Low-density lipoprotein (LDL) is one of the five major groups of lipoproteins. These groups, from largest to smallest (least dense versus more dense compared with the surrounding water), are: chylomicrons (ULDL), very low-density lipoprotein (VLDL), intermediate-density lipoprotein (IDL), LDL, and high-density lipoprotein (HDL), all of them, particles far smaller than human cells. Lipoproteins transfer fats through the bloodstream, then the intracellular (water) to all cells around the body. Lipoproteins are complex particles composed of multiple proteins which transport all fat molecules (lipids) around the body within the water outside cells. They are typically composed of 80-100 proteins/particle (organized by a single ApoB for LDL and the larger particles) and transporting about 3,000 to 6,000 fat molecules/particle. The fats carried include cholesterol, phospholipids, and triglycerides; amounts of each quite variable. LDL particles pose a risk for cardiovascular disease when they invade the endothelium and become oxidized, since the oxidized forms are more easily retained by the proteoglycans. A complex set of biochemical reactions regulates the oxidation of LDL particles, chiefly stimulated by presence of necrotic cell debries and free radicals in the endothelium. Increasing concentrations, low to high, of LDL particles are strongly associated with increasing amounts, low to high, of atherosclerosis within the walls of arteries over time, eventually resulting in sudden plaque ruptures and triggering clots within the artery opening, or a narrowing or closing of the opening, i.e. cardiovascular disease, stroke, and other vascular disease complications. LDL particles (though far different from cholesterol per se) are sometimes referred to as bad cholesterol because they can transport their content of fat molecules into artery walls, attract macrophages, and thus drive atherosclerosis. In contrast, HDL particles (though far different from cholesterol per se) are often called good cholesterol or healthy cholesterol because they can remove fat molecules from macrophages in the wall of arteries. A hereditary form of high LDL is familial hypercholesterolemia (FH). Increased LDL is termed hyperlipoproteinemia type II (after the dated Fredrickson classification).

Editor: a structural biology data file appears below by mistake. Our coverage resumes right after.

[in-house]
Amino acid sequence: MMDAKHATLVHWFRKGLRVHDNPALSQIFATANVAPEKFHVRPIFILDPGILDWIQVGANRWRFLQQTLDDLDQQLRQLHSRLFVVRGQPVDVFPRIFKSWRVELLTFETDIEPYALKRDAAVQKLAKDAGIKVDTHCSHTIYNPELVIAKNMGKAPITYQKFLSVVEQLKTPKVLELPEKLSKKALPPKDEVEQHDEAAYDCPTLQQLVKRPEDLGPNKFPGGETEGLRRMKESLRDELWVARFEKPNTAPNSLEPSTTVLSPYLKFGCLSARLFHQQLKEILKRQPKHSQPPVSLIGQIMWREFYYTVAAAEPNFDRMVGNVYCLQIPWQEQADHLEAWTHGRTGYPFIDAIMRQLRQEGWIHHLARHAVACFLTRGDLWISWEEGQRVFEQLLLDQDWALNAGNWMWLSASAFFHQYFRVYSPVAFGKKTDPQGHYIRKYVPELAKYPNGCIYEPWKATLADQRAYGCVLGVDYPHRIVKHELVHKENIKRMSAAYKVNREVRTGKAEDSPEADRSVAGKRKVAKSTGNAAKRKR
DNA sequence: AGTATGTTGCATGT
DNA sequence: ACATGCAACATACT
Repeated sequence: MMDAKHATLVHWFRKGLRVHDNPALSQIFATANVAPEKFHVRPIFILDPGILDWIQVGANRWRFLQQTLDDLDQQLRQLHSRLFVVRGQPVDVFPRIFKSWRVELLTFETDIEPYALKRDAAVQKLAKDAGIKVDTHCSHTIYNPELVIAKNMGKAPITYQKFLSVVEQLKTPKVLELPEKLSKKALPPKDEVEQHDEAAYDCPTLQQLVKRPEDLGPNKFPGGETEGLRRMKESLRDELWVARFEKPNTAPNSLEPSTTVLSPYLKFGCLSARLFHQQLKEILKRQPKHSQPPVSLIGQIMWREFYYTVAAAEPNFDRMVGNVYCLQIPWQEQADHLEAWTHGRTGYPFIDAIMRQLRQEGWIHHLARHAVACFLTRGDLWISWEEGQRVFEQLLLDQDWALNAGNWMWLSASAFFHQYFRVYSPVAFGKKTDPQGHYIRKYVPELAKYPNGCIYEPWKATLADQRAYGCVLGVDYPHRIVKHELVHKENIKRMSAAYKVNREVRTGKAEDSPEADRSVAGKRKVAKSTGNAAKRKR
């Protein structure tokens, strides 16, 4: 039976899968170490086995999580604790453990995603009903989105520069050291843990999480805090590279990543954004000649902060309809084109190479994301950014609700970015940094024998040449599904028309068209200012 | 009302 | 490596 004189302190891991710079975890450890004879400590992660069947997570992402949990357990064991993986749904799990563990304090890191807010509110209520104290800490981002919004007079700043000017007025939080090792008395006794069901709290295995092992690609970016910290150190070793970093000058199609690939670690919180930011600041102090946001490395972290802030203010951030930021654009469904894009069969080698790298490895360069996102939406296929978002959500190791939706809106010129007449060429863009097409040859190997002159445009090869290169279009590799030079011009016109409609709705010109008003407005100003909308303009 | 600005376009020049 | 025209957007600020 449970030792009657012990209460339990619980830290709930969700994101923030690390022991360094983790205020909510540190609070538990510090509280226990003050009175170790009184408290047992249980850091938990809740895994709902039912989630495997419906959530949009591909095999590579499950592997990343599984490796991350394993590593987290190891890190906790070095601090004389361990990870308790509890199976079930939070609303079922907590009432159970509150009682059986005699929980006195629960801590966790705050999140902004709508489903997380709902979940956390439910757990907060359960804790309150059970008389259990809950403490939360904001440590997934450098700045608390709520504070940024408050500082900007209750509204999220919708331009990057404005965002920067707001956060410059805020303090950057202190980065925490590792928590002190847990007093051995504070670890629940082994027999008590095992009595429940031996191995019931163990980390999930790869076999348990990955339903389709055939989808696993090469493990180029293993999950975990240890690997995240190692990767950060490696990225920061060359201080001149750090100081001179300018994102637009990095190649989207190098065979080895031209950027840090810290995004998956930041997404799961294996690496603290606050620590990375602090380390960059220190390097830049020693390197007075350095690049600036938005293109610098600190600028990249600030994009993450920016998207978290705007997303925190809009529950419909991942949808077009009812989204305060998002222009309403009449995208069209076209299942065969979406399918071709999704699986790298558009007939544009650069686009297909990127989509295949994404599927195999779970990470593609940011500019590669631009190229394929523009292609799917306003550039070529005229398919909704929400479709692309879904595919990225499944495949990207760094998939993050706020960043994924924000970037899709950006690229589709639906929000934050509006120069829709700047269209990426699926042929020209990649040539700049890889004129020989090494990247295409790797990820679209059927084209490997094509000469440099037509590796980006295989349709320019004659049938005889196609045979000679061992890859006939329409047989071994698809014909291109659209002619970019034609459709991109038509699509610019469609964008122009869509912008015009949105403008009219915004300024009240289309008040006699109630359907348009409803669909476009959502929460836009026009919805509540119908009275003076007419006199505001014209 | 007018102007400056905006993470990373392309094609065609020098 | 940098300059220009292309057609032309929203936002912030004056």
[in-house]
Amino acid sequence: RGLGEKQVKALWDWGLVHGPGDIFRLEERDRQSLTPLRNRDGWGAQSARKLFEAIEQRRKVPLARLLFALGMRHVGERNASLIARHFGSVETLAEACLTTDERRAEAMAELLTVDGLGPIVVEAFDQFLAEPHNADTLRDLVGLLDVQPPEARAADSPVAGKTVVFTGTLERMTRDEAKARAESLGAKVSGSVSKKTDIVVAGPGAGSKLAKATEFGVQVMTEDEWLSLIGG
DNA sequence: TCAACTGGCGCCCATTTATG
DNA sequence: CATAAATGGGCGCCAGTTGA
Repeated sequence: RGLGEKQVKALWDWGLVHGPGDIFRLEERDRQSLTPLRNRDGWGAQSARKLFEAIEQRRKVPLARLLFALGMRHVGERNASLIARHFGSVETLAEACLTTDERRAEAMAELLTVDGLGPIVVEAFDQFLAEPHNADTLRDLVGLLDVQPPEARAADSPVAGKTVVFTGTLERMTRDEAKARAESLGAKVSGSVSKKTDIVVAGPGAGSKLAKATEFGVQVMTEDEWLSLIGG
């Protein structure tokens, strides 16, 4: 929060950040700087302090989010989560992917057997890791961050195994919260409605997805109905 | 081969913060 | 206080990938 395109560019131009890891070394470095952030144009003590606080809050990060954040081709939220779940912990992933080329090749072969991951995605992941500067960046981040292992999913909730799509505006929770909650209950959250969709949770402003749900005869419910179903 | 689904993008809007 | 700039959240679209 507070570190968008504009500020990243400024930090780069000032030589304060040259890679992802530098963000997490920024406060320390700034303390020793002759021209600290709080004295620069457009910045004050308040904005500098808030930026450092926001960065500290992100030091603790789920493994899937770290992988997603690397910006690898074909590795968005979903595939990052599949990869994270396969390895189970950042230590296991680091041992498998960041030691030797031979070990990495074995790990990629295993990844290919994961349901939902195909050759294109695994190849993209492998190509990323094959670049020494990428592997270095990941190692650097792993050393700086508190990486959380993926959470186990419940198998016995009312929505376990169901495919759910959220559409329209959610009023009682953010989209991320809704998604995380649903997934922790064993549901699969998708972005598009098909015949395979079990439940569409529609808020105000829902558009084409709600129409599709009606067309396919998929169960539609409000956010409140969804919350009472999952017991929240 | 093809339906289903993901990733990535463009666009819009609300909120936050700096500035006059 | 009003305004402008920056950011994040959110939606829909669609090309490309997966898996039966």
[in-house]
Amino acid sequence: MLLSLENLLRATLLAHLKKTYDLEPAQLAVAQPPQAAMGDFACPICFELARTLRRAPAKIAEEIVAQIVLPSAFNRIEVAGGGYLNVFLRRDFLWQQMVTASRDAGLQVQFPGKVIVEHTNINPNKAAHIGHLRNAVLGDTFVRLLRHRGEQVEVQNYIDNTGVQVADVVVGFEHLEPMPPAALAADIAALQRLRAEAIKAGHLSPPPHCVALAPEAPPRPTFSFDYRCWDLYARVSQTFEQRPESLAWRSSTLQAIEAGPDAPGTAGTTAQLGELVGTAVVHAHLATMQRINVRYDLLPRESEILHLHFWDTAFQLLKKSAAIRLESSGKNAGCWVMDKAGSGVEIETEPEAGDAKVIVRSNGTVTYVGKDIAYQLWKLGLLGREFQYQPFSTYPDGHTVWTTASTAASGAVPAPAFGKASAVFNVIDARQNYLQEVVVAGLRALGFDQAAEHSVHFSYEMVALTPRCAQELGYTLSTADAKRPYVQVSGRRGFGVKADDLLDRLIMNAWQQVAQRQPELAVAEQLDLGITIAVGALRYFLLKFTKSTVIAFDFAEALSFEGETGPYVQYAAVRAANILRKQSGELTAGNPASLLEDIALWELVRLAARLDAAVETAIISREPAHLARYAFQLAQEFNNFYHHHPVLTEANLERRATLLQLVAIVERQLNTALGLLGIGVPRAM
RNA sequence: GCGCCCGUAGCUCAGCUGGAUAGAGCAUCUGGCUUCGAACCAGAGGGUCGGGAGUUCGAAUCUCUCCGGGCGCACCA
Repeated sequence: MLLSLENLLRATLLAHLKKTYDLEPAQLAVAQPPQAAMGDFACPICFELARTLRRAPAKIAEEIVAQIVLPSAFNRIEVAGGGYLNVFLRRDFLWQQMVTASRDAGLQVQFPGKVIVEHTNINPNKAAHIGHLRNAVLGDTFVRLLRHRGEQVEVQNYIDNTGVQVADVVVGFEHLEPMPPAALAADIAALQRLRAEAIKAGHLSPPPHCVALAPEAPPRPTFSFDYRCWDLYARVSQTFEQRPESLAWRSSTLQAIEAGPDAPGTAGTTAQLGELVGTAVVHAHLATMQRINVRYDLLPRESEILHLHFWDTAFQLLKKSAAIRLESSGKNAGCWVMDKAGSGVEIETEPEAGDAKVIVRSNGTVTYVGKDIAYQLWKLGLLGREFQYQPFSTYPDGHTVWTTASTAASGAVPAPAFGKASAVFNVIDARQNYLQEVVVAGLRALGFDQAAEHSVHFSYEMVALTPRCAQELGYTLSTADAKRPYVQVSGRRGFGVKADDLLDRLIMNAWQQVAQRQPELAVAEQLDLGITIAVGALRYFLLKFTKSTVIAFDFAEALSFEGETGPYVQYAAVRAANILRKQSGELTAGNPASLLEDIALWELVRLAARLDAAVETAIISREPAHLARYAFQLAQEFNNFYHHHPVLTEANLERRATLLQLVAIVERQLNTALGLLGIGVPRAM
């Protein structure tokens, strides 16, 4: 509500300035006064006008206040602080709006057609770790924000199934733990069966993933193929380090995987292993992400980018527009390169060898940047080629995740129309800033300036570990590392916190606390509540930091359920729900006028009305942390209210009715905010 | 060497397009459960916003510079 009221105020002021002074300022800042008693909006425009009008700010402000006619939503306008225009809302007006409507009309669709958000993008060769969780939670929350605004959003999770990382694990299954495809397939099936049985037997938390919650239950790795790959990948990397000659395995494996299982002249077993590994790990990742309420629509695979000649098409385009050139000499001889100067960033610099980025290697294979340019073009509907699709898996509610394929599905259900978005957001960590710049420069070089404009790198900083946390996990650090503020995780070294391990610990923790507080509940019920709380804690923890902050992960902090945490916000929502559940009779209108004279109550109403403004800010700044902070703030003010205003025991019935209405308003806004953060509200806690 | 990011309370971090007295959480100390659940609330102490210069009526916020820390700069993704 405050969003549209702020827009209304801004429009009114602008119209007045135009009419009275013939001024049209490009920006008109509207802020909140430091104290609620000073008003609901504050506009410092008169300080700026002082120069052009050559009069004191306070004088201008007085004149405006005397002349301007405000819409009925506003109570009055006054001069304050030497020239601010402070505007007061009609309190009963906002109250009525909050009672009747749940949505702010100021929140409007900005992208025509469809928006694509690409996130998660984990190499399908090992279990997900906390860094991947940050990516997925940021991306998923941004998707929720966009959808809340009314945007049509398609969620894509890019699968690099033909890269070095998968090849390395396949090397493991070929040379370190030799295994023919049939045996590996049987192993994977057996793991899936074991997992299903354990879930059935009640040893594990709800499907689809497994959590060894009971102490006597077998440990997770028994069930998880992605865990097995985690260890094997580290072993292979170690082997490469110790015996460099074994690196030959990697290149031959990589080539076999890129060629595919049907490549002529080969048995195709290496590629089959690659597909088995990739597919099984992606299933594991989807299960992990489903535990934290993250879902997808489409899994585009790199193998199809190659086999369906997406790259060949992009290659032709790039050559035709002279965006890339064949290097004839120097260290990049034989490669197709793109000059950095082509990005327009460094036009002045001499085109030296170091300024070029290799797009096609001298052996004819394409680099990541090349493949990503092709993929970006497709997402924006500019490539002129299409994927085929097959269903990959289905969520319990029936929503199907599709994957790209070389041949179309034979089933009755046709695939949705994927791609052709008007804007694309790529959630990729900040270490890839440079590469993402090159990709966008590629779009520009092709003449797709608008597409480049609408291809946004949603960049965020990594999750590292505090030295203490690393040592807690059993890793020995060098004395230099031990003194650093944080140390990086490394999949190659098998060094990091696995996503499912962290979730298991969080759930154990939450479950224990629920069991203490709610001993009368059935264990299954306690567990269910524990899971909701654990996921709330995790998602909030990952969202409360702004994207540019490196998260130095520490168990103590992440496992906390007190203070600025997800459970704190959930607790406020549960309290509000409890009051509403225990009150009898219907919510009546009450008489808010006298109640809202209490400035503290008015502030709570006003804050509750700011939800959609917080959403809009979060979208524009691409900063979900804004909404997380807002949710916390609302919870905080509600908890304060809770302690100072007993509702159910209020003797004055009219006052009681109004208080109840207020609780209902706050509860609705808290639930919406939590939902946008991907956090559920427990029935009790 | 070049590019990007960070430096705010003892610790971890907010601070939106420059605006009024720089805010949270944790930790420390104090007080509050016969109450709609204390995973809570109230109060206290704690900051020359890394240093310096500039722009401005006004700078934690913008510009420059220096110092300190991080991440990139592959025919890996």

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Table of Contents High low density lipoprotein (LDL)